UFC legend Anderson Silva may have opened a door to immense post-retirement riches last Saturday night when he took an eight-round split decision from Julio Cesar Chavez Jr. in the co-feature of the “Tribute to the Kings” pay-per-view at Estadio Jalisco in Mexico.
The Brazilian former UFC middleweight champ, who holds the UFC record for most defenses and longest title reign, looked sharp and skilled in outboxing and out-hustling the often less-than-prepared son of Mexican Legend, Julio Cesar Chavez Sr.
The win would serve as an embarrassment to the Chavez family and, possibly, an end to Julio Jr.’s disappointing professional career. But, for the 46-year-old Silva, it could serve as the prelude to a secondary career that may turn out to be more lucrative than his prime run through the UFC ranks.
According to multiple reports, Silva was guaranteed to make anywhere from $500,000 and $1 million for facing Chavez Jr., plus a percentage of the pay-per-view revenue. He also took home an additional $100,000 forfeited to him by Chavez Jr. when the Mexican failed to make the contracted 182 lb. weight. But even without PPV revenue and the $100K penalty money, Silva’s purse at $500K was greater than most he got in the UFC, which, at the highest end, generally topped out at the $600-$650K mark (except for his UFC 208 payout, which added up to $820,000 after purse, bonus, and sponsorship money).
One has to wonder whether the Hall of Fame mixed martial artist has been second guessing his career choices when it comes to sports.
But, regardless, he’s in a good spot right now, bursting into the growing exhibition/celebrity boxing scene that very well may be a fad, but one which is proving itself to be a very lucrative endeavor for those with the name value to cash in.
Silva has mostly been coy about his fighting future at 46, telling media after the Chavez bout:
“Now, I go back to my home and my son has a fight very soon, a kickboxing fight and I’ll go help my son. Maybe I fight jiu-jitsu, maybe I fight gi or no-gi, maybe I have next boxing fight. I don’t know. Right now, my focus is helping my son.”
At the same time, though, he seems very much aware of how much money there might be out there and who, currently, are accessible cash cows for this new branch of the boxing business– YouTubers Jake and Logan Paul.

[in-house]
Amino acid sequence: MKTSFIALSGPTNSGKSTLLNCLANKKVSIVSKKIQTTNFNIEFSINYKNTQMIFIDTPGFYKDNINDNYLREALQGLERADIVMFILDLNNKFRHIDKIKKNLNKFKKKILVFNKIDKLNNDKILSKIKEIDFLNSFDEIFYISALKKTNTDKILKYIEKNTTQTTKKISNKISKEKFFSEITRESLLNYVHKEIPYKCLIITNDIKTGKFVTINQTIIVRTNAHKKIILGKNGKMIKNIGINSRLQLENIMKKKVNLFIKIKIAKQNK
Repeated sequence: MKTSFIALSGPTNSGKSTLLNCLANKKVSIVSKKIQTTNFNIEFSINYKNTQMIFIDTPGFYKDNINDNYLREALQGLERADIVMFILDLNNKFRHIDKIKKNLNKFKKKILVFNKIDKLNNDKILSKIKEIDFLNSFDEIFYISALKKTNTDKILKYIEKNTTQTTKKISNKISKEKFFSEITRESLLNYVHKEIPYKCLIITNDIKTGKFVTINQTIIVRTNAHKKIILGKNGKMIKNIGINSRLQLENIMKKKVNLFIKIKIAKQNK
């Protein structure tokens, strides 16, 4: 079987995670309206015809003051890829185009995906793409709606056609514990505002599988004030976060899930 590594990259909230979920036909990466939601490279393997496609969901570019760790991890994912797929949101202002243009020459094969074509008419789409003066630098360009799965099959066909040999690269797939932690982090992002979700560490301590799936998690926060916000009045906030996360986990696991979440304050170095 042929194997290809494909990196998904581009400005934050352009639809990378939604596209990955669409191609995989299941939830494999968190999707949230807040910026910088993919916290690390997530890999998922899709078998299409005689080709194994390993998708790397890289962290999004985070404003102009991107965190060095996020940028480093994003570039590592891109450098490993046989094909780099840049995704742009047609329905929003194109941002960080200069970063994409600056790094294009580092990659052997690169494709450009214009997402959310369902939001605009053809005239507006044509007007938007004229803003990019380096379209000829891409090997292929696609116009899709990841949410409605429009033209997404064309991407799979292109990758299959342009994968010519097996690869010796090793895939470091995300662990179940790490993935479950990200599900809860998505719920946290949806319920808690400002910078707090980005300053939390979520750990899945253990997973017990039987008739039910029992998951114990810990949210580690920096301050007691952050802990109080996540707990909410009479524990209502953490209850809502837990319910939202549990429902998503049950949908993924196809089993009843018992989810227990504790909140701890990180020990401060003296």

“I have a great relationship with both brothers, and yeah, I think this is possible, too,” Silva said. “That’s entertaining. It’s a fight, but it’s entertaining. Logan and his brother are amazing guys.
“The people like to talk a lot about the guys, but they’re very good people. I respect both, and I respect the sport. I think everything’s possible.
“I think the next fight may be with Logan Paul, maybe.”
The 26-year-old Logan Paul recently fought an eight-round exhibition against Floyd Mayweather. Official purse information was not published for this fight and info about the paydays has been all over the place. However, the most reliable reports have Paul making a guaranteed $250,000, plus a percentage of the pay-per-view money with Mayweather making a guaranteed $10 million and a larger chunk of the PPV money. The event generated more than 1 million buys at $49.99 a pop and, according to some, Paul could’ve conceivably made up to $10 million dollars for his work.
Younger Paul brother Jake, meanwhile, made $690,000 for his April 17 bout with retired MMA fighter, Ben Askren, although he has boasted of making considerably more.
Any way you slice it, though, there’s serious money to be had in the exhibition/celebrity boxing sub niche and Silva has the name and the talent to grasp at some big dollars. Toss his name into the hat full of retired UFC fighters, boxers, mainstream sports athletes, and celebrities looking to mix it up in a boxing ring for the amusement of fans.
Later, however, we should all have a talk about the UFC’s comparatively awful payouts and why a legend like Silva is capable of making more money retired, in the boxing ring, than he did in his history-making prime.